The sled dogs of Denali have been important to the park for so long that they have become a part of the resource, and a cultural tradition worthy of protection. The dogs, and the kennels where they live, represent important pieces of the American story. They have cultural significance, representing both the Native Alaskan and the pioneer experience in the far north; and have a role in the history of Alaska's first national park.
These are the only sled dogs in the United States that help protect a national park and the wildlife, scenery, and wilderness therein, and it has been this way nearly as long as there has been a park here.
Tune into the Denali Puppy Cam! Mounted above the puppy pen, the camera lets you see what this year's pups are up to.
About the Sled Dog Puppies
Annie and Lucor's pups were born early in the morning on Saturday July 23, 2016. There are five healthy pups, three boys and two girls.
In honor of the NPS Centennial this year and the upcoming Centennial for Denali in 2017, we felt it was the perfect year for the "Birthday" themed litter.
We hope that these names remind you to celebrate our 100 year milestones the same way that our sled dogs approach every day - with boundless enthusiasm and passion for the work and play that they get to do in our parks every day.
Located about 3 miles inside the park, the kennels are open year-round to visitors, generally from 8 am - 5 pm. In winter, the dogs and rangers are frequently in the park rather than at the kennels, so you may wish to inquire at the visitor center before coming to see if the dogs are around.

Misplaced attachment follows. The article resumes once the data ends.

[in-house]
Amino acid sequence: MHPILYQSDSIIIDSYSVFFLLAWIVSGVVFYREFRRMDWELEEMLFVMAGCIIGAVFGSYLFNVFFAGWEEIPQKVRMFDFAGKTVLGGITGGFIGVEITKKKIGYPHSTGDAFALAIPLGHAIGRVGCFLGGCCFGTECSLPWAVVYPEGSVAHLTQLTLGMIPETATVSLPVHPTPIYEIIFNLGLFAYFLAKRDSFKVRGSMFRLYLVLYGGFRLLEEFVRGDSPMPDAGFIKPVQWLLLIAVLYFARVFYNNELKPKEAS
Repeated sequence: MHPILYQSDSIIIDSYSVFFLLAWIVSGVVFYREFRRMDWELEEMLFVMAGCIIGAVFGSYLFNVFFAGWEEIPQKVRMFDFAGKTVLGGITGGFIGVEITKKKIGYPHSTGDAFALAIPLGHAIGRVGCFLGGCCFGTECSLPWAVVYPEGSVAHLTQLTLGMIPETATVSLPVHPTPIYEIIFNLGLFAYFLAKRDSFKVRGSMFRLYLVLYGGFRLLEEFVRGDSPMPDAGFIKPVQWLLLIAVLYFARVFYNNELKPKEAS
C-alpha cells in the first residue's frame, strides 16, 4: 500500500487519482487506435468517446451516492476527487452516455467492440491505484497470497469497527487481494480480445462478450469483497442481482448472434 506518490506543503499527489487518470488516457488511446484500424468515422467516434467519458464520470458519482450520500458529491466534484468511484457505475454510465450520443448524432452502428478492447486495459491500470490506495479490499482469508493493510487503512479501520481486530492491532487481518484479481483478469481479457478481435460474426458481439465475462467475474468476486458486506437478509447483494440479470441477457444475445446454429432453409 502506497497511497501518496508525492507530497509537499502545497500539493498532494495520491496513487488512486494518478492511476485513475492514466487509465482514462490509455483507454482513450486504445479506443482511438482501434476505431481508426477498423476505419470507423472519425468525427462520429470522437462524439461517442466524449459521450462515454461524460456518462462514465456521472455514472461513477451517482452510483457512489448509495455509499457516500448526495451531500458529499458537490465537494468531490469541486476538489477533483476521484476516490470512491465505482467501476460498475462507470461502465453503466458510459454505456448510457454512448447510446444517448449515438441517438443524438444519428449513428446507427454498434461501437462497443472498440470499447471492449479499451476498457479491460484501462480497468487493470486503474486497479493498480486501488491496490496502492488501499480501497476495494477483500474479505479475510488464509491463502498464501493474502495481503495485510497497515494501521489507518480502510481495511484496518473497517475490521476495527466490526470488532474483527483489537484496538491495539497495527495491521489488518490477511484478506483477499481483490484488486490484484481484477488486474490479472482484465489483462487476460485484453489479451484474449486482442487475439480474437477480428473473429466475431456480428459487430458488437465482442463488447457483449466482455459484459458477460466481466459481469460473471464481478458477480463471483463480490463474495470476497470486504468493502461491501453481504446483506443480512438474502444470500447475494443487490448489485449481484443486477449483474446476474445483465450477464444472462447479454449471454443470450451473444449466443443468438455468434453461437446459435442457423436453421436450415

You can reach the kennels any of the following ways:
If you have a vehicle, you may drive here. There is a parking lot at Mile 3 on the Denali Park Road. Signs indicate that it is the Headquarters area; park anywhere near that sign and the flagpole, and take a short walk (< 200 yards) to the kennels. Please note that parking in summer is very limited, and we encourage you to use the bus system described below.
In summer (May 15 - mid-September), you can use a free courtesy bus to travel here. The bus will drop you off at the Headquarters parking lot, a short walk from the kennels. You can also use a bus to attend a sled dog demonstration in summer
From the Denali Visitor Center, you can hike either the Roadside or Rock Creek Trail to reach the kennels. The hike is mainly uphill from the visitor center to the kennels. You could also ride a bus here, visit the kennels, and then walk (downhill!) back to the visitor center. Please note that there is no food or water for sale here, but we are happy to refill your water bottle from our tap.
Note on Pets and Service Animals
To keep the Denali sled dogs, your pets and all of our visitors happy and healthy, pets are prohibited from the kennels at all times.